The massive heart attack that Ike suffered after a poor golf game was just the first of several health problems that would plague him. In fact, he never really felt good, but was good at disguising it for the public. He actually had six heart attacks over the course of his life, and some during his Presidency - Vice President Nixon took over whenever Eisenhower was too ill to run the country. Eisenhower had been a heavy smoker all his life, until he gave up cold turkey after having been told to cut down. He reasoned that it was better not to smoke at all than to have to limit yourself.
One particularly scary time was when Ike suffered a stroke in 1957, which rendered him unable to speak at times. It was discovered when the President went to bed, then got up and was unable to speak to his wife, Mamie, in coherent words. For weeks afterwards, he was often unable to express himself to his satisfaction.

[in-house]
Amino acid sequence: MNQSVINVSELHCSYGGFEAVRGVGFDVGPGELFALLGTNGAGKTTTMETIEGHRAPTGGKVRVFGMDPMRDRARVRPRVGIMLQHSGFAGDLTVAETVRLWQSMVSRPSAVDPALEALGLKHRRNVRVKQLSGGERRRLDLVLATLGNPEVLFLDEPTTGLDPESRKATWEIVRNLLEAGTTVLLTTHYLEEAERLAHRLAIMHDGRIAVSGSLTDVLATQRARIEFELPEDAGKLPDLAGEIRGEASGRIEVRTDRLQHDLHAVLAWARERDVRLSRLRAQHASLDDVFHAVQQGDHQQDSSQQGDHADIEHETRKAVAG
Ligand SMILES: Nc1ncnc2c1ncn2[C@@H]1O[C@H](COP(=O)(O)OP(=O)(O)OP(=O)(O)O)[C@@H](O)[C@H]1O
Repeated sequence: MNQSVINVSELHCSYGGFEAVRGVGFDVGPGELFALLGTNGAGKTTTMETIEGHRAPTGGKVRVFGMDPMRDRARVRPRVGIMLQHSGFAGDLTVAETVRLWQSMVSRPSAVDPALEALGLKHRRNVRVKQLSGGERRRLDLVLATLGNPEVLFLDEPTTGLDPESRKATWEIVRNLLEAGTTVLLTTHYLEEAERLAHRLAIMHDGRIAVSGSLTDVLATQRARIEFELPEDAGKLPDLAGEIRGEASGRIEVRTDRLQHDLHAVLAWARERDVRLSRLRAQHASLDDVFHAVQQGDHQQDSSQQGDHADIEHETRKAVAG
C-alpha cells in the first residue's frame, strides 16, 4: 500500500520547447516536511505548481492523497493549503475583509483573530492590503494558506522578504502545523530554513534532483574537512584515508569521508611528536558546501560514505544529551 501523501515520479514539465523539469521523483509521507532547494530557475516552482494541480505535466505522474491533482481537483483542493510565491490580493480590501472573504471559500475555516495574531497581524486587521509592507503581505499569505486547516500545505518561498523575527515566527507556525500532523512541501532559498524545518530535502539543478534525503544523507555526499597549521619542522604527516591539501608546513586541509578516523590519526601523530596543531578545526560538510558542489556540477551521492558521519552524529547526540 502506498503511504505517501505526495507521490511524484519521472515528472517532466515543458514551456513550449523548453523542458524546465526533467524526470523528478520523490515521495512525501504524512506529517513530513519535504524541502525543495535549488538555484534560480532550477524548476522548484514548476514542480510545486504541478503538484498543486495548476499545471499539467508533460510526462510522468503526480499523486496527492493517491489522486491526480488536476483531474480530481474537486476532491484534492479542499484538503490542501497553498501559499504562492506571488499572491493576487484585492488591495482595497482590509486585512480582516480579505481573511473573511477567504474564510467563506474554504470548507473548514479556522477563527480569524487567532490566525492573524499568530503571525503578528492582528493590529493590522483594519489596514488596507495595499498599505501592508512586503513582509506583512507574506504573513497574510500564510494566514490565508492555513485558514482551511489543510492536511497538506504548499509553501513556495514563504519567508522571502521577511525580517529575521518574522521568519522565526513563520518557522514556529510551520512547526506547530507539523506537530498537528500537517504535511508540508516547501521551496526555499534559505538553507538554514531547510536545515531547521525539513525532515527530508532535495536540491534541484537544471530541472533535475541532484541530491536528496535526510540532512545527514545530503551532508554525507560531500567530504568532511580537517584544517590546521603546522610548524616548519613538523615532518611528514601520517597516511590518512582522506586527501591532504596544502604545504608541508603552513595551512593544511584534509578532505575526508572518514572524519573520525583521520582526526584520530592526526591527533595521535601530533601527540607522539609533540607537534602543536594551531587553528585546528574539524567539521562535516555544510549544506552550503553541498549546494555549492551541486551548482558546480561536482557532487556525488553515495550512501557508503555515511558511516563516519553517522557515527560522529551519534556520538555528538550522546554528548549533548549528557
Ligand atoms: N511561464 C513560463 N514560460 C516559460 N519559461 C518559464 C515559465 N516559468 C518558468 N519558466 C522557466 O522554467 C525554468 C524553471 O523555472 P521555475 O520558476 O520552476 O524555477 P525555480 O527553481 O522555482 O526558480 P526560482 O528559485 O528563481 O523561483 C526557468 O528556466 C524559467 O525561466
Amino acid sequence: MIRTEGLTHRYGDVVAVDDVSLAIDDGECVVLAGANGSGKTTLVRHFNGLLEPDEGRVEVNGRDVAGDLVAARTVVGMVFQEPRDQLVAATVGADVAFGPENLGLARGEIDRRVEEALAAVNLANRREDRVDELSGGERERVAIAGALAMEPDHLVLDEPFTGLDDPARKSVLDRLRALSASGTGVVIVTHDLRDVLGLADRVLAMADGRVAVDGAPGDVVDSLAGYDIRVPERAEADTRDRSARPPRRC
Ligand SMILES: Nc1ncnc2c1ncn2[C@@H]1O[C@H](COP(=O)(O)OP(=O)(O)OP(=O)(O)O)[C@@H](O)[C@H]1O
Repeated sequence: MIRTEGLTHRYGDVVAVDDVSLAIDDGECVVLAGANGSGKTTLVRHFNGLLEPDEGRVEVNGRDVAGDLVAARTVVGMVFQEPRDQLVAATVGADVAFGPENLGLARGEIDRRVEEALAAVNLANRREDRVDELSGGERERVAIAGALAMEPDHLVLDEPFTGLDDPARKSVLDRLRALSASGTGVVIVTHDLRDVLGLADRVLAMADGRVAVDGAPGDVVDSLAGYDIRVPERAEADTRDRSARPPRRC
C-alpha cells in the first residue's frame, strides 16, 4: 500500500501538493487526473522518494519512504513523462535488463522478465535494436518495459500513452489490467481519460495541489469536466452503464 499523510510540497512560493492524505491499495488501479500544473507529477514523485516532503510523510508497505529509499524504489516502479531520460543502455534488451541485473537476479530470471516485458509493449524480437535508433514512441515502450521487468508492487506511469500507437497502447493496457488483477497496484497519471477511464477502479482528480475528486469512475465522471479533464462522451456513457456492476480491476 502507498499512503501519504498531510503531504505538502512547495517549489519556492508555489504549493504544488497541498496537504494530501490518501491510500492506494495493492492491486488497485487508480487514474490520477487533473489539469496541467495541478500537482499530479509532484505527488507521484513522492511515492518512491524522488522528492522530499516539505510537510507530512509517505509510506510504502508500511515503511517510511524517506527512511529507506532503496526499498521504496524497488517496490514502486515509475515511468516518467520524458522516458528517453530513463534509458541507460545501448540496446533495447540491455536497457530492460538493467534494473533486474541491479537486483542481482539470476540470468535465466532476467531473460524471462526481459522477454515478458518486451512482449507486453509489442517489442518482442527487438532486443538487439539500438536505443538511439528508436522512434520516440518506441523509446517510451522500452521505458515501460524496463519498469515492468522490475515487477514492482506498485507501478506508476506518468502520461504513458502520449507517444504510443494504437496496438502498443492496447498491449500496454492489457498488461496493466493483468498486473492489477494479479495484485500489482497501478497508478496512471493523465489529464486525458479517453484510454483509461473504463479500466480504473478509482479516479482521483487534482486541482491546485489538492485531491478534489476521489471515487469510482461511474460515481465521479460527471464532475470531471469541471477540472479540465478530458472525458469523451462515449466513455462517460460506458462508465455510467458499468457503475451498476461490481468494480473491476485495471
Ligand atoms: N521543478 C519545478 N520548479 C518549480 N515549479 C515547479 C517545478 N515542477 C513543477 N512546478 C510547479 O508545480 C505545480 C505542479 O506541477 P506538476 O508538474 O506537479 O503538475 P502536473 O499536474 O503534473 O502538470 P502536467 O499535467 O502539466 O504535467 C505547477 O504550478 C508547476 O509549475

Most people who lived in America during the 1950s recall the vast inequalities and tensions between the majority white population and minorities. Remembered one observer:
During the fifties, we were locked into segregated public facilities - schools, restaurants, hotels, even parks and swimming pools. 'Brown vs Board of Education' gave the promise of integration of public schools. But the courts didn't address segregation in other public facilities. Blacks weren't even allowed to use the same drinking fountains as whites.
Right to vote? Forget it. It was the era of having to answer questions to qualify to register and vote. And the questions asked blacks and other minorities were intended to disqualify them. There were also poll taxes in many places.
Eisenhower and the Republicans liked things just the way they were. They did absolutely nothing to improve the lives or protect the civil rights of our minority population. Hispanics were treated very badly in Texas and the southwest, African Americans throughout the south.
Ike didn't want to antagonise the southerners and force them to integrate all at once, so he let things happen slowly. He did not want to provoke riots and other drastic measures to combat integration - and in that respect, he succeeded. Eisenhower failed to speak out about the landmark 'Brown vs Board of Education' case, though he did help enforce it by bringing in the military to protect the 'Little Rock Nine' in Arkansas. He also reluctantly helped in the complete integration of the armed forces.